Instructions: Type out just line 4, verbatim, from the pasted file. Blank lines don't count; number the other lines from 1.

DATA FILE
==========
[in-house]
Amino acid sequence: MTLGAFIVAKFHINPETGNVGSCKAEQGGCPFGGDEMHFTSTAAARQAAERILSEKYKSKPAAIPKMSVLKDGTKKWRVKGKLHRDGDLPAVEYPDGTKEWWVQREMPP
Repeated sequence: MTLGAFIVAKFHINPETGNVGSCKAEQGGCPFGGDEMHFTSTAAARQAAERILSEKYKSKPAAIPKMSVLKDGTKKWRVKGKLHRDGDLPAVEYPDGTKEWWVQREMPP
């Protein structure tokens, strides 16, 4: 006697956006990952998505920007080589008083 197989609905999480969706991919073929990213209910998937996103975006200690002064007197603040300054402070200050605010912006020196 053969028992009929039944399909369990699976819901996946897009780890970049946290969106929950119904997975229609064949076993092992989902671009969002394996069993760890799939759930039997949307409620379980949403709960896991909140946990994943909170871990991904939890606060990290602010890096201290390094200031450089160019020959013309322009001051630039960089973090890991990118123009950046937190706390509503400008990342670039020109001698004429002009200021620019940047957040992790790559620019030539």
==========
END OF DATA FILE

């Protein structure tokens, strides 16, 4: 006697956006990952998505920007080589008083 197989609905999480969706991919073929990213209910998937996103975006200690002064007197603040300054402070200050605010912006020196 053969028992009929039944399909369990699976819901996946897009780890970049946290969106929950119904997975229609064949076993092992989902671009969002394996069993760890799939759930039997949307409620379980949403709960896991909140946990994943909170871990991904939890606060990290602010890096201290390094200031450089160019020959013309322009001051630039960089973090890991990118123009950046937190706390509503400008990342670039020109001698004429002009200021620019940047957040992790790559620019030539």